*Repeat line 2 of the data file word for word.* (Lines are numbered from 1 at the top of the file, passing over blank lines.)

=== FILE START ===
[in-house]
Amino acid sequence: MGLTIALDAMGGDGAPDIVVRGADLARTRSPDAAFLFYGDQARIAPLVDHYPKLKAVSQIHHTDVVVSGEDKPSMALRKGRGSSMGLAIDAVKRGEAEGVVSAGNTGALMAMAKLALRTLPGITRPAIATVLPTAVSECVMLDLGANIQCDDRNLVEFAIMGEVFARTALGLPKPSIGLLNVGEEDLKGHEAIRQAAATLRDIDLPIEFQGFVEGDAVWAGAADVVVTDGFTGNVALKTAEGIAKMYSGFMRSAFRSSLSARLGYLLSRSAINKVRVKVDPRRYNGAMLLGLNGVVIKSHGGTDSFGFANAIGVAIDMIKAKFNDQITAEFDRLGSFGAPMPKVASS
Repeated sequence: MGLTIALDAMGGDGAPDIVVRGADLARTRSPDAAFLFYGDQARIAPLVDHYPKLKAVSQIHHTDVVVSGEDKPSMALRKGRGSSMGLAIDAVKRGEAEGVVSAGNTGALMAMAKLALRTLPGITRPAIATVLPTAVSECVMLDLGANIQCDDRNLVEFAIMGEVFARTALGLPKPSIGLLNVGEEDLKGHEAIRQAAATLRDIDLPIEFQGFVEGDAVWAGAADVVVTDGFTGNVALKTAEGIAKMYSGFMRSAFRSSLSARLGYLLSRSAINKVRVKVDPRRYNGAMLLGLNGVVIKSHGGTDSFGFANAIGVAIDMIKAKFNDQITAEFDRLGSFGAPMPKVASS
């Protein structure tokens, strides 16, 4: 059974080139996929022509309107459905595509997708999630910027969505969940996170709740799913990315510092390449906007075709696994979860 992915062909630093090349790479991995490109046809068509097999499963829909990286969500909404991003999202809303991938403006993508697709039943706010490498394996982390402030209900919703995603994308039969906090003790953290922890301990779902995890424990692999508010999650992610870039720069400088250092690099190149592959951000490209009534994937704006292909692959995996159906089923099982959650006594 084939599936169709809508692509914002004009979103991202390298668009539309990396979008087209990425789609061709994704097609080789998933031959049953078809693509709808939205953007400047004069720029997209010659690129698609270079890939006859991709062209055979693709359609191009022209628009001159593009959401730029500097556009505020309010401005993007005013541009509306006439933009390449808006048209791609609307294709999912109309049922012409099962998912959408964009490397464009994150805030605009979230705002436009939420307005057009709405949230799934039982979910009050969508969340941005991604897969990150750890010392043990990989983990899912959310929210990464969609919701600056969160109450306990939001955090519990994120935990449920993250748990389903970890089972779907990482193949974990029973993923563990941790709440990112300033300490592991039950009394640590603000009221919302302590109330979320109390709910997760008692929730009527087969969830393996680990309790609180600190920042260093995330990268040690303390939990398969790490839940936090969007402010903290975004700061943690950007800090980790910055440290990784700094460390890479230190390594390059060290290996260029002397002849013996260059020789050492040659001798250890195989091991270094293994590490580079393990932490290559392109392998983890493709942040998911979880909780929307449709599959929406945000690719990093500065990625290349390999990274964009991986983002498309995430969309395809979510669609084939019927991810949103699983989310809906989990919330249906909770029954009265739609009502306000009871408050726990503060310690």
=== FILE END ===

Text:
Amino acid sequence: MGLTIALDAMGGDGAPDIVVRGADLARTRSPDAAFLFYGDQARIAPLVDHYPKLKAVSQIHHTDVVVSGEDKPSMALRKGRGSSMGLAIDAVKRGEAEGVVSAGNTGALMAMAKLALRTLPGITRPAIATVLPTAVSECVMLDLGANIQCDDRNLVEFAIMGEVFARTALGLPKPSIGLLNVGEEDLKGHEAIRQAAATLRDIDLPIEFQGFVEGDAVWAGAADVVVTDGFTGNVALKTAEGIAKMYSGFMRSAFRSSLSARLGYLLSRSAINKVRVKVDPRRYNGAMLLGLNGVVIKSHGGTDSFGFANAIGVAIDMIKAKFNDQITAEFDRLGSFGAPMPKVASS